The Bureau of Land Management has reached a decision to capture and remove 2,096 wild horses, or about 80% of the population, from the Red Desert Complex of Herd Management Areas in Wyoming. The helicopter roundups could begin as soon as this fall.
The announcement of the Red Desert Complex decision comes as Congress considers allowing BLM to kill healthy unadopted wild horses. The agency has already announced plans for two other large helicopter roundups: 6,737 in Nevada and another 1,560 elsewhere in Wyoming.
BLM has yet to determine if it will attempt to round up the Red Desert wild horses at one time or in a series of smaller roundups, over a three-year period, reducing the population until it is at or near the lower end of agency’s “Appropriate Management Level,” or AML. Water and bait trapping may also be used to augment helicopter drive-trapping.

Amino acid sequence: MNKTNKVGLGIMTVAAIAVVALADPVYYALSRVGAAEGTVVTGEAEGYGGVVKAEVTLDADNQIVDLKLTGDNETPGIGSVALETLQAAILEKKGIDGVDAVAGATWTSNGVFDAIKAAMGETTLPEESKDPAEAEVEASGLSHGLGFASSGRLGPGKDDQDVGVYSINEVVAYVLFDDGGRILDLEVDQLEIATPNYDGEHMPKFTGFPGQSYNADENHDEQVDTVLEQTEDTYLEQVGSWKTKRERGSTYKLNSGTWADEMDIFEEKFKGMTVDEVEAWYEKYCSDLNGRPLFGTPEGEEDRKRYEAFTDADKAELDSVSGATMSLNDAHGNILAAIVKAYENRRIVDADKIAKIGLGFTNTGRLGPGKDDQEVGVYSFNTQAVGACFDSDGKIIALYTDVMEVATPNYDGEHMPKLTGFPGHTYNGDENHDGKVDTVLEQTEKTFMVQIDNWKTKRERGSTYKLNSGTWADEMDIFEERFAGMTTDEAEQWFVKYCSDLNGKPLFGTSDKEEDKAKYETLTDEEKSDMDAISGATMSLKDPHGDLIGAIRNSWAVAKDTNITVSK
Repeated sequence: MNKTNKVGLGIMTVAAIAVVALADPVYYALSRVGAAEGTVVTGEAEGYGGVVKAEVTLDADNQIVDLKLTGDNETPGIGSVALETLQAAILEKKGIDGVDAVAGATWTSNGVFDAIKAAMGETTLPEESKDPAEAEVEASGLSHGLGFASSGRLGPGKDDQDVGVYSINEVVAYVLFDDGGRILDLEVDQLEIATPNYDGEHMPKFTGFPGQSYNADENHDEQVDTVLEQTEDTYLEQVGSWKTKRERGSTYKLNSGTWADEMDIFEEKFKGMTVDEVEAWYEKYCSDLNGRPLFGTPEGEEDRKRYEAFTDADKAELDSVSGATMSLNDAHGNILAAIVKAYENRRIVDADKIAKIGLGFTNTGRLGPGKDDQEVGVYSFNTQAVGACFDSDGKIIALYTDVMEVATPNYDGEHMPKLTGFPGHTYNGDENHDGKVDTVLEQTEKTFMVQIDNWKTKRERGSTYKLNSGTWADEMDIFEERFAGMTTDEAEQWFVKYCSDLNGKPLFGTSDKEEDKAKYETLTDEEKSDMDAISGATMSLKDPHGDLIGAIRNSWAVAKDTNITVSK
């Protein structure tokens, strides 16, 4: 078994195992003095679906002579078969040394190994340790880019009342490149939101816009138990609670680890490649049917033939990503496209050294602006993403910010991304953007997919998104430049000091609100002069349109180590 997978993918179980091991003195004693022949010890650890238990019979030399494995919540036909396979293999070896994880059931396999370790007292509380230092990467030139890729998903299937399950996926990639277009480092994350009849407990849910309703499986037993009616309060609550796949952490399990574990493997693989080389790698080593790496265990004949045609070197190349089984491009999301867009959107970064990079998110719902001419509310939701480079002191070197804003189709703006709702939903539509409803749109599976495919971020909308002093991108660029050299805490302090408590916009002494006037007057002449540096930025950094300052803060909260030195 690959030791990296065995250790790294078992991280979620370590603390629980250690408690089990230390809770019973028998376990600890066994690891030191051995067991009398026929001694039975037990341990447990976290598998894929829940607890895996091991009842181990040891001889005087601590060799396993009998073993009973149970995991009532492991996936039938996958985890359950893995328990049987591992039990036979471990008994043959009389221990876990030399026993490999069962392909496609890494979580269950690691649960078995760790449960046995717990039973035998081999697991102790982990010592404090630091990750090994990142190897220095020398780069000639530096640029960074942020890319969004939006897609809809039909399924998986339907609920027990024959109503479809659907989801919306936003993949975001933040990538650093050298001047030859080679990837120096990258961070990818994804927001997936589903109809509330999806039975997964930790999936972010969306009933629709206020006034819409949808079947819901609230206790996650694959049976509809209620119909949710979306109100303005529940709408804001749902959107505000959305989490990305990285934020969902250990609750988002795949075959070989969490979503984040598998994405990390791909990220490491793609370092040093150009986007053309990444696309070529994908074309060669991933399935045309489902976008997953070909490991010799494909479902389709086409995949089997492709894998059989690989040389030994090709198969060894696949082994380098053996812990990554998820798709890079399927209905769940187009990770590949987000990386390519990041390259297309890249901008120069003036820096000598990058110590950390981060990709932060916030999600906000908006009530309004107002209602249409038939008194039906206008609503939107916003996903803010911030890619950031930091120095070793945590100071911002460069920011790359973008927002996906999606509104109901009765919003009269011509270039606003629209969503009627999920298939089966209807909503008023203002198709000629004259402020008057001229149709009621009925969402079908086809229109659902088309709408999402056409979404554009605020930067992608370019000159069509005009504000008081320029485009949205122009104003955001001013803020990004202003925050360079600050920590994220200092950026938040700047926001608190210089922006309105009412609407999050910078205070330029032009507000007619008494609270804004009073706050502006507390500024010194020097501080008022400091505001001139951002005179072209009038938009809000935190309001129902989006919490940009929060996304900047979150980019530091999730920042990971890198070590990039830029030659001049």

BLM says that the roundup is needed because of what it deems overpopulation of wild horses, deterioration of rangeland and requests to remove wild horses from private land. An estimated 578 wild horses live on private land, and all would be removed.
AML for the 753,000-acre complex is 480-724 wild horses.
For livestock in the complex, BLM has allotted 69,889 Animal Unit Months: the amount of forage needed to sustain one cow-calf combination or five sheep for a month. Actual use has varied from 10-70% of authorized use in recent years, depending on availability of forage and water, according to BLM.
A portion of the captured mares may be treated with fertility control vaccine and released. BLM plans to retain wild horses on the Lost Creek Herd Management Area with characteristics of New World Iberian horses, using photographs and DNA testing.
The Red Desert Complex is made up of the Lost Creek, Stewart Creek, Green Mountain, Crooks Mountain and Antelope Hills Herd Management Areas. Wild horses will be captured from in and around the five HMAs, which are located in Sweetwater, Carbon, Fremont and Natrona Counties.